Divorce can be challenging, even in the best of circumstances when both parties agree that the split is the right decision for all involved. When one spouse does not want to work amicably with the other to end a marriage in Pennsylvania, things can quickly degrade into a long and tedious process. However, there may be no divorce scenario worse than ending a union with a partner who is a true narcissist. When one spouse has a serious personality disorder, issues such as child custody or property division can turn into seemingly insurmountable obstacles.
As we have discussed in this blog in the past, not everyone prepares a will. This is particularly surprising among elderly individuals who control a great number of assets, as one would assume that they would have particular plans for their wealth after they passed on.
This holiday film season has seen Steven Spielberg's "Lincoln" raking in some serious dough, but did our 16th president have a plan for his money after death? The answer is no; Abraham Lincoln died intestate, meaning without a will. These days, any major figure of state is certain to have a proper will, but in Lincoln's day, this was not so common. So what happened?
Pennsylvania couples who are considering divorce may be interested in a recently published piece that outlines a new solution to an unhappy marriage. The unusual approach promises an easier path to happiness than that offered by a traditional divorce, and the ability to avoid the hassles of property division. However, as with most sweeping claims, the devil seems to be in the details.
We often post about estate planning, but here's a case of a woman who donated her entire $500,000 estate. She had no children, and her husband and siblings had all passed away. As a pet owner and supporter of the Humane Society of the United States, she decided to pursue donating her estate to support her favorite cause. Her attorney and executor of her will helped her to write out the details of her benefits.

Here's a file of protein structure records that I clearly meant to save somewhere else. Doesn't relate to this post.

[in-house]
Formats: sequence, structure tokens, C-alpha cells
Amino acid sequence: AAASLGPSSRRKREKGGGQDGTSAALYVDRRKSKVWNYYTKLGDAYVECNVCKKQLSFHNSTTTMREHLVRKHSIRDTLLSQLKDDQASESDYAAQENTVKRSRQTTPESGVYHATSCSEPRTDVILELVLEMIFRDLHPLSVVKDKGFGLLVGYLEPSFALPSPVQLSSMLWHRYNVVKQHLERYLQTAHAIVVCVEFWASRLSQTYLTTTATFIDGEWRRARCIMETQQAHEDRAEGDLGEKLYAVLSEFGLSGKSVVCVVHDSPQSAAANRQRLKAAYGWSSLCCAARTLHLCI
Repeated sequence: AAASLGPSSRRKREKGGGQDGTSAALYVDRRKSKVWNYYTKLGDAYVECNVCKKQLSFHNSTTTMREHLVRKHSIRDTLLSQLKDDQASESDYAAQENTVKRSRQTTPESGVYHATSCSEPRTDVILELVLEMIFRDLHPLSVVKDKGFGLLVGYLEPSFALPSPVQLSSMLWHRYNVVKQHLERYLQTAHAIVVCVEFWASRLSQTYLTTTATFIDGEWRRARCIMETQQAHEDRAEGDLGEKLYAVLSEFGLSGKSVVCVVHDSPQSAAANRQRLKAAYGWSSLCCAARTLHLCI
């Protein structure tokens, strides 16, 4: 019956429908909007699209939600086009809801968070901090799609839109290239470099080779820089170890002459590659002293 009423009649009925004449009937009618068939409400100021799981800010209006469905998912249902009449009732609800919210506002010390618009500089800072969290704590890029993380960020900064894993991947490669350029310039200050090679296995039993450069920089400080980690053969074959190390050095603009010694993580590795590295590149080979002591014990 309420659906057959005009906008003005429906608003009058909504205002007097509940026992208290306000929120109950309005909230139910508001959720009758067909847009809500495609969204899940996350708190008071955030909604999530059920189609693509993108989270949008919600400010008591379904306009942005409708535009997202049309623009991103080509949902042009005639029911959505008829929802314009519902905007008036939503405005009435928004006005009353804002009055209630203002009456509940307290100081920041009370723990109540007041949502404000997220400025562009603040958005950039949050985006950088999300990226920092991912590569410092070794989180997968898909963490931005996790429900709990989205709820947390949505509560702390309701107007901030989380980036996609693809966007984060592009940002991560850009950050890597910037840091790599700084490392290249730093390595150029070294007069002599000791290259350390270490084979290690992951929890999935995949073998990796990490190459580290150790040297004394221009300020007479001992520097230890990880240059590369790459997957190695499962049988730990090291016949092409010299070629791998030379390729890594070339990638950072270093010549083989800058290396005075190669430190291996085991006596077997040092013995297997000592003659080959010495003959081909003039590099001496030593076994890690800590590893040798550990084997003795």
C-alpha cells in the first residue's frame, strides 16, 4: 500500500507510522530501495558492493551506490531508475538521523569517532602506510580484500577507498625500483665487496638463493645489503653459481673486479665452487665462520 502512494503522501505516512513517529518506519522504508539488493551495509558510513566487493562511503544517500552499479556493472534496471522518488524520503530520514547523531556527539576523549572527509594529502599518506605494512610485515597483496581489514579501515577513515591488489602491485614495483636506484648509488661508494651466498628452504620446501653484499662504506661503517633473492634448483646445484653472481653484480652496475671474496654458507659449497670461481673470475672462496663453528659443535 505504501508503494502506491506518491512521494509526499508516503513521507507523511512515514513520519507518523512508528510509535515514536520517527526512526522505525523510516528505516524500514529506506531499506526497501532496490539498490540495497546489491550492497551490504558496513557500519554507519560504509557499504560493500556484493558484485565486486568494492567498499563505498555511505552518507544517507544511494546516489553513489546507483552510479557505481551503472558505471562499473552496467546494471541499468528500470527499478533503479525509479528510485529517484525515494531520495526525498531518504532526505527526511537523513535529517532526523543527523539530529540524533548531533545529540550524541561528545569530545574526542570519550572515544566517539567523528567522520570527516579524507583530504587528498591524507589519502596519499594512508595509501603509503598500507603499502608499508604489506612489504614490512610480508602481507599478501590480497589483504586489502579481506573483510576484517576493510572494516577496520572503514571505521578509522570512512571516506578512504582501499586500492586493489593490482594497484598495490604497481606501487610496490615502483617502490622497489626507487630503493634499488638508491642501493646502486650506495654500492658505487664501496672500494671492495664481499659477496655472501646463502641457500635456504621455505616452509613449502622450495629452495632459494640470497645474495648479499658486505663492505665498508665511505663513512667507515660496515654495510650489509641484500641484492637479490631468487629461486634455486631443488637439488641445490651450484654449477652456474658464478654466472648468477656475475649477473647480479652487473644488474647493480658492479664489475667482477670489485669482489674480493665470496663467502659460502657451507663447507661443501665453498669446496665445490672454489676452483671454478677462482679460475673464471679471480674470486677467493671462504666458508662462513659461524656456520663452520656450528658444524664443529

When a Pennsylvania couple prepares to divorce, one of the top concerns is how to fairly divide the marital assets. This is especially important given the expense of moving from one combined household to two separate entities. As couples prepare for this shift, both parties need to be able to form accurate budgets. The process of property division is essential in projecting where each spouse will stand financially following the split.
What was meant to be a light-hearted effort to encourage reading has become a probate case with a major celebrity estate. Teens at the Lansdowne Public Library made a YouTube video in which they changed the lyrics to the Michael Jackson hit "Beat It" into "Read It." Sony-ATV Records, which is the owner of Jackson's songs through his estate, is refusing to grant the do-gooders rights to post the version of the song.
No matter how many years have passed since a divorce, or how much the split was wanted by both parties, the holidays can dredge up a wide range of emotions between divorced parents in Pennsylvania. Unfortunately, the child or children at the center of a broken family are the ones who will most acutely feel and tension or stress between the parents. There are a number of ways to ease any custody and visitation issues that come up during the holiday season.